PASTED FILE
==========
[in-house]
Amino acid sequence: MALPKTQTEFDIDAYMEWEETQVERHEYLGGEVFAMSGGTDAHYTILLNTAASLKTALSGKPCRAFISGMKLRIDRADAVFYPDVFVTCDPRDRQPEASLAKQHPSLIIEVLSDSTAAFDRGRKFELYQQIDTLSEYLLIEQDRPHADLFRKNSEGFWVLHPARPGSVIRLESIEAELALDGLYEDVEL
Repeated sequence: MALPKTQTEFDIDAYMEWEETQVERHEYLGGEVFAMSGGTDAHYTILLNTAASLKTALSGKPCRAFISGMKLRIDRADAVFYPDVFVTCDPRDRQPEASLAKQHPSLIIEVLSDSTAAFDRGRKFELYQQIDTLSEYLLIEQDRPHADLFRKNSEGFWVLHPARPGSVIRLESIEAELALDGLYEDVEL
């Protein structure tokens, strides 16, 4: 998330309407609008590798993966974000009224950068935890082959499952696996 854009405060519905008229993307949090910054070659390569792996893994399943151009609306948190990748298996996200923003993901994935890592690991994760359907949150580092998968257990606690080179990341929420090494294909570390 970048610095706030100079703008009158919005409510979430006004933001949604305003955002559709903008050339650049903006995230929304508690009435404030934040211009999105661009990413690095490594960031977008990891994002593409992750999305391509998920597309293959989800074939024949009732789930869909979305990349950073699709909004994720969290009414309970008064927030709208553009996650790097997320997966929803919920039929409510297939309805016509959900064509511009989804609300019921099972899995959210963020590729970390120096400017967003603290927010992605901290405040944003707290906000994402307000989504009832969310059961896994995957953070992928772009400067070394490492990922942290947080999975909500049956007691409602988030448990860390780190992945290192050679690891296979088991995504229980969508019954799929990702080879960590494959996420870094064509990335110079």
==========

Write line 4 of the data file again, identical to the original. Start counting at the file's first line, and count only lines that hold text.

């Protein structure tokens, strides 16, 4: 998330309407609008590798993966974000009224950068935890082959499952696996 854009405060519905008229993307949090910054070659390569792996893994399943151009609306948190990748298996996200923003993901994935890592690991994760359907949150580092998968257990606690080179990341929420090494294909570390 970048610095706030100079703008009158919005409510979430006004933001949604305003955002559709903008050339650049903006995230929304508690009435404030934040211009999105661009990413690095490594960031977008990891994002593409992750999305391509998920597309293959989800074939024949009732789930869909979305990349950073699709909004994720969290009414309970008064927030709208553009996650790097997320997966929803919920039929409510297939309805016509959900064509511009989804609300019921099972899995959210963020590729970390120096400017967003603290927010992605901290405040944003707290906000994402307000989504009832969310059961896994995957953070992928772009400067070394490492990922942290947080999975909500049956007691409602988030448990860390780190992945290192050679690891296979088991995504229980969508019954799929990702080879960590494959996420870094064509990335110079």